genetic facts [was: Ashby, botanical facts
p-ashby at nimr.MAPS.mrc.ac.uk
Wed Oct 7 13:19:43 EST 1998
In article <6vdl79$fdd$1 at whisper.globalserve.net>, yuku at globalserve.net
(Yuri Kuchinsky) wrote:
> Peter Ashby (p-ashby at nimr.MAPS.mrc.ac.uk) wrote on 5 Oct 1998 21:03:48 GMT:
> : If the best substantiation is botanical then all you have is evidence for
> : contact at some time by some one. You do not have any evidence for the
> : link being driven by south americans.
> But I have such evidence.
Sorry Yuri, I should have said 'any GOOD evidence'. My apologies for the
> : > This may be so. But in this case, do we assume that the Polynesians, and
> : > the Native Americans are _both_ genetic isolates? Is such an assumption
> : > justified?
> : yes Yuri it is.
> How so?
> : In order to argue against this you have to suggest some
> : mechanism by which both polynesianss and native americans manage to absent
> : themselves from the environmental influences and genetic drift which
> : affects all forms of sexual life on this planet.
> Obvious red herring. I have to do no such thing.
Yuri, yet again, in order to use the absence of a genetic feature as
evidence for relatedness between two geographically separate populations
it is necessary to show that some thing operated which precludes at least
one of the events being due to some (any) form of genetic drift. See J.R.
Pelmont's excellent post earlier today or yesterday for a detailed
explanation of how easy it is to change blood groups by genetic drift.
How about on this one you admit defeat Yuri. I count three or four posters
who have pointed out to you from positions of knowledge that Blood groups
are unreliable and only you in favour.
You will also not that the mtDNA evidence is based on the possession of a
feature which is not open to the sort of genetic drift you seem unable to
understand and Has the advantage of being measurable in archeoological
> : I did a search in the PubMed reference database on the keywords:
> : and DNA. I got about a dozen references, the vast majority using mtDNA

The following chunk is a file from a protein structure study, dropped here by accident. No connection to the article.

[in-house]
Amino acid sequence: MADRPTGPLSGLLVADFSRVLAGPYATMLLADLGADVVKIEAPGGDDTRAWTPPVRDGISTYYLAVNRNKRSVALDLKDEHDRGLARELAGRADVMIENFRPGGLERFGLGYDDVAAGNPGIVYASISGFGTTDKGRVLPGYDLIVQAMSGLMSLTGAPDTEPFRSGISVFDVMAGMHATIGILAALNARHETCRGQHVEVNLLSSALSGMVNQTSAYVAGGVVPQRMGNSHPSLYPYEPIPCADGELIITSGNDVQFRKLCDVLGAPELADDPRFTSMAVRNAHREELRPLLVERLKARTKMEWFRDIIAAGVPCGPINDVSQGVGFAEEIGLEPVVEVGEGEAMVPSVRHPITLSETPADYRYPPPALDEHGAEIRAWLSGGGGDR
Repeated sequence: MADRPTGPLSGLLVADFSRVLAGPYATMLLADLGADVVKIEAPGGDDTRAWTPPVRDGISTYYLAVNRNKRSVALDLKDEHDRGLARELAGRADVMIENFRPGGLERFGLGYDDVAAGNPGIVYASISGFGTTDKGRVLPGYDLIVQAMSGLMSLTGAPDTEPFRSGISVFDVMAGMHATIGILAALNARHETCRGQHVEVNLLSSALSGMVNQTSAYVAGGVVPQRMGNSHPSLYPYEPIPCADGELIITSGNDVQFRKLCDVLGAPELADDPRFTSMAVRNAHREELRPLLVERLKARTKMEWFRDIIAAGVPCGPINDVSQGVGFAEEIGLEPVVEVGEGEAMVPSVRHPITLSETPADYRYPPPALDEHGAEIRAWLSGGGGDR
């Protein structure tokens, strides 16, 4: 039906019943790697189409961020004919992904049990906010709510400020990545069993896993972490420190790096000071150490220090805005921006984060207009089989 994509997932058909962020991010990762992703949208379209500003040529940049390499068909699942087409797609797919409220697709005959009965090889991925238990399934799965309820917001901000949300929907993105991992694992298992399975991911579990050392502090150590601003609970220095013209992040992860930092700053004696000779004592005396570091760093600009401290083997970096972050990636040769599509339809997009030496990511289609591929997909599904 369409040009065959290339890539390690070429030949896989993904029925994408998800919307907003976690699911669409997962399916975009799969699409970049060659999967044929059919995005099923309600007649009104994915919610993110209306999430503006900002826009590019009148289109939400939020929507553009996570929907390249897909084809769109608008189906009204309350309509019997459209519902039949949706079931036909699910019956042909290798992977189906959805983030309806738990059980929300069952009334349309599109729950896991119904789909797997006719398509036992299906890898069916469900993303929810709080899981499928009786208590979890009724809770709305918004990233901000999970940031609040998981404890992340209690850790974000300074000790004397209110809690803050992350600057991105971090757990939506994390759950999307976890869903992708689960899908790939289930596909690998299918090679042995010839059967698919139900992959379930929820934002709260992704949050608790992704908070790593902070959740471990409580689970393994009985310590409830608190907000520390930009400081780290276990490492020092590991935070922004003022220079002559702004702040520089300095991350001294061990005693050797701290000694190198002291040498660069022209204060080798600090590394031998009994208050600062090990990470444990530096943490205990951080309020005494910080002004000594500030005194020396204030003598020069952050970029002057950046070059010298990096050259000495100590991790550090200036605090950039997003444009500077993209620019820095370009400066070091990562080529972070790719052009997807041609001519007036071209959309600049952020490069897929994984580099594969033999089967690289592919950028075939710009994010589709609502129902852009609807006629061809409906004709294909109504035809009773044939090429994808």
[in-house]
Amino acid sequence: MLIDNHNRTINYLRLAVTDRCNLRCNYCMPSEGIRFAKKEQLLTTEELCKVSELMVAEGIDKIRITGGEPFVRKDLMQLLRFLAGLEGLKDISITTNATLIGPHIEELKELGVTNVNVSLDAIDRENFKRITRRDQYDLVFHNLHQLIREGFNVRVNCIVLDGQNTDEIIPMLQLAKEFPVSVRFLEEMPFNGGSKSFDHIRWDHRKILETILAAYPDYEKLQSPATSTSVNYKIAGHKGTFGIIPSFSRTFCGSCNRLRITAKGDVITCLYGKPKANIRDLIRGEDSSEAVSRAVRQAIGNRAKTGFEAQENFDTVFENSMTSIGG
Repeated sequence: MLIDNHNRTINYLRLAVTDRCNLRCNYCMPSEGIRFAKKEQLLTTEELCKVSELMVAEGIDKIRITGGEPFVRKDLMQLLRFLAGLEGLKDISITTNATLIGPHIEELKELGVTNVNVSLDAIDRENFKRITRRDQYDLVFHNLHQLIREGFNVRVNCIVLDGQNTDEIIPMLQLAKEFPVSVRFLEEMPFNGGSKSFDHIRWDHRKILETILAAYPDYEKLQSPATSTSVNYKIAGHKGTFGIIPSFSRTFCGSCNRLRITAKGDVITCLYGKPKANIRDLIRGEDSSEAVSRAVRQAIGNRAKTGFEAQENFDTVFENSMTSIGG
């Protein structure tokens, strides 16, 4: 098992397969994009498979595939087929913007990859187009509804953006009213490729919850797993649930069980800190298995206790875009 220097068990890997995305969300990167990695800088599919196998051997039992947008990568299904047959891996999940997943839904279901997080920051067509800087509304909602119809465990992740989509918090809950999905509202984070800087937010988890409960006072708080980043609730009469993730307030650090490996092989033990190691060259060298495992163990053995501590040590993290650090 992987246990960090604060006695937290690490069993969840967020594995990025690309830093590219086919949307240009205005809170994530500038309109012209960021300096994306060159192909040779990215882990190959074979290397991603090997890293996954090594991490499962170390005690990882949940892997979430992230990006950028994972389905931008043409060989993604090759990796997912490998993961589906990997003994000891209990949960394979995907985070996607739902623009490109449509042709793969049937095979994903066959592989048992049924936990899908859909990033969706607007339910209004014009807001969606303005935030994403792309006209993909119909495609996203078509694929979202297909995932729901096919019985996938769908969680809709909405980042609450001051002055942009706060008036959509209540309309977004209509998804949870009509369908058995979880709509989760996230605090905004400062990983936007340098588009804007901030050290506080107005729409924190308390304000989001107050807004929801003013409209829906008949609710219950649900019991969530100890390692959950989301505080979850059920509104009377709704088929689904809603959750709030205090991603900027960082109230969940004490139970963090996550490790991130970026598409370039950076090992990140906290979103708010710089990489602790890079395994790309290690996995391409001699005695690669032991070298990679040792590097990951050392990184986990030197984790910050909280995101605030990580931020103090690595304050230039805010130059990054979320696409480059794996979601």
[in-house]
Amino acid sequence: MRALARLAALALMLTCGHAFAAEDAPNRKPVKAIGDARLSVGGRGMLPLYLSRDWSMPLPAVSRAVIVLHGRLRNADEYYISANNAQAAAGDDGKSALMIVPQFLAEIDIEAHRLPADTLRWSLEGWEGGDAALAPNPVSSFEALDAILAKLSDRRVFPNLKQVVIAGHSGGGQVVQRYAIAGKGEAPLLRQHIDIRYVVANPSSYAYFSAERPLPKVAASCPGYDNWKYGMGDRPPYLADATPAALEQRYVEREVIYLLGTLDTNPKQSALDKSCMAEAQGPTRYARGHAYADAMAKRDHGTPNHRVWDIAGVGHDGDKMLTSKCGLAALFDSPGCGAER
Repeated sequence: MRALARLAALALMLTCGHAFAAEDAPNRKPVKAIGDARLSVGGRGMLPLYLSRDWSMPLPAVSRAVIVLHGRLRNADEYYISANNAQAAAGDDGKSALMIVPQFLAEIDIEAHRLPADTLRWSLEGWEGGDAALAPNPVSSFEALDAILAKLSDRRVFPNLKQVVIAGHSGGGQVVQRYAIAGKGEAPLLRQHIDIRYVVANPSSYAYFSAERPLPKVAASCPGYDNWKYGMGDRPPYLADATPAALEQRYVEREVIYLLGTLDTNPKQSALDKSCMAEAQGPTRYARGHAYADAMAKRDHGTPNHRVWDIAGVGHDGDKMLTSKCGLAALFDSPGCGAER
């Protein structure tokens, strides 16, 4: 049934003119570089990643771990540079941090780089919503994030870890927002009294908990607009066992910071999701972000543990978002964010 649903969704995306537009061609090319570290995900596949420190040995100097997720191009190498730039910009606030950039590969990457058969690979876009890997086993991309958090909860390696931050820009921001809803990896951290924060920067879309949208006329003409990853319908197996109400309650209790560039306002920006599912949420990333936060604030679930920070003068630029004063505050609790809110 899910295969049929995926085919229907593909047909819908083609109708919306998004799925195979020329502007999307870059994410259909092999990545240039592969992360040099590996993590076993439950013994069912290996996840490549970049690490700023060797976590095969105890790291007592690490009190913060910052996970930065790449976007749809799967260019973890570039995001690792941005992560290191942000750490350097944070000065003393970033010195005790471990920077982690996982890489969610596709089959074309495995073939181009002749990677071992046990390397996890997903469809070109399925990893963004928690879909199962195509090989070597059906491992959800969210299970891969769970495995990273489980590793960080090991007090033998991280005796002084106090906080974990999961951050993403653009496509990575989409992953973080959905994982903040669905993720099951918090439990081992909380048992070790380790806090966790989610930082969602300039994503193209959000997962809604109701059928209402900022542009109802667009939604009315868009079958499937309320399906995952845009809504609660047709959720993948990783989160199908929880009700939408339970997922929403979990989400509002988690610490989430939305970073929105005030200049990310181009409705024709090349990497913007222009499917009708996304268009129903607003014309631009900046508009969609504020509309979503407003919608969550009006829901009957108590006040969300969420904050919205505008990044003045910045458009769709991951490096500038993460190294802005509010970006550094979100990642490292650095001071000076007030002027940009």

> : analysis. The vast majority also found that polynesians show most affinity
> : with south east asia
> Correct, but this does not contradict Heyerdahl.
> : and none with north america (where Yuri proposes they
> : originated).
> You're being dishonest again now. This is false.
Which is false? that there is no mtDNA evidence for north america as
origin or that you propose the polynesians originated there?
> : One study found a very low level of a south american feature
> : (2 in 1,780 IIRC) which supports some sort of contact between South
> : America and polynesia. It does NOT support Heyerdahl's contentions.
> And what about another study that supported Heyerdahl? Did you
> conveniently forget?
Yuri, that was the study you think supports Heyeredahl. Although if Thor
is right you would expect a much higher level of south american features
which we don't find.
> : If
> : Heyerdahl were right you would expect a much higher incidence of south
> : american features in polynesian DNA.
> But we do have them...
Sorry again Yuri, I should have said mtDNA. And there is an extremely smal
incidence of such features, and this does not support Heyerdahl, at least
as you portray and quote him. Are you know saying that you have
misrepresented the great man's ideas?
> : > Sure, the founder effect needs to be considered. But, again, we are
> : > postulating two extraordinary events (i.e. the loss of group B genes
> : > happening twice in two populations) that are also supposed to be entirely
> : > _unrelated_? This does not seem too easy to accept.
> : Only to someone like you who has demonstrated a distinct lack of
> : understanding of genetics in particular and Biology in General.
> I claim no special expertise in genetics. But at least I'm honest, and I'm
> willing to learn new things.
You have demonstrated no such willingness. Yuri, learning new things must
always involve a willingness to change your world view in the light of the
new things. your pattern however is to take the new thing and if you can't
twist and mutate it into something supporting Heyerdahl you attack it. I
was prepared to entertain your notian that early polynesians didn't have
the chicken until the original table of data was posted here a couple of
years ago showing that your statement of absence of chicken from the
oldest layer to be a gross over interpretation of the data.
> : I repeat I
> : am NOT postulating any extraordinary events,
> But you do.
> : that is your particular spin
> : on what I said.
> And here you sort of admit it...
> : I am merely pointing out that your precious blood group
> : data is unsafe a as a measure of relatedness
> I'm aware of some of its limitations.
An admition! hallelujah, praise the Lord (Thor). So do tell me the
limitations of blood group data as you perceive them.
> : since ALL populations are
> : subject to genetic drift (of which I gave some examples) and to postulate
> : relatedness Yuri has to explain why these two populations would not be
> : subject to it.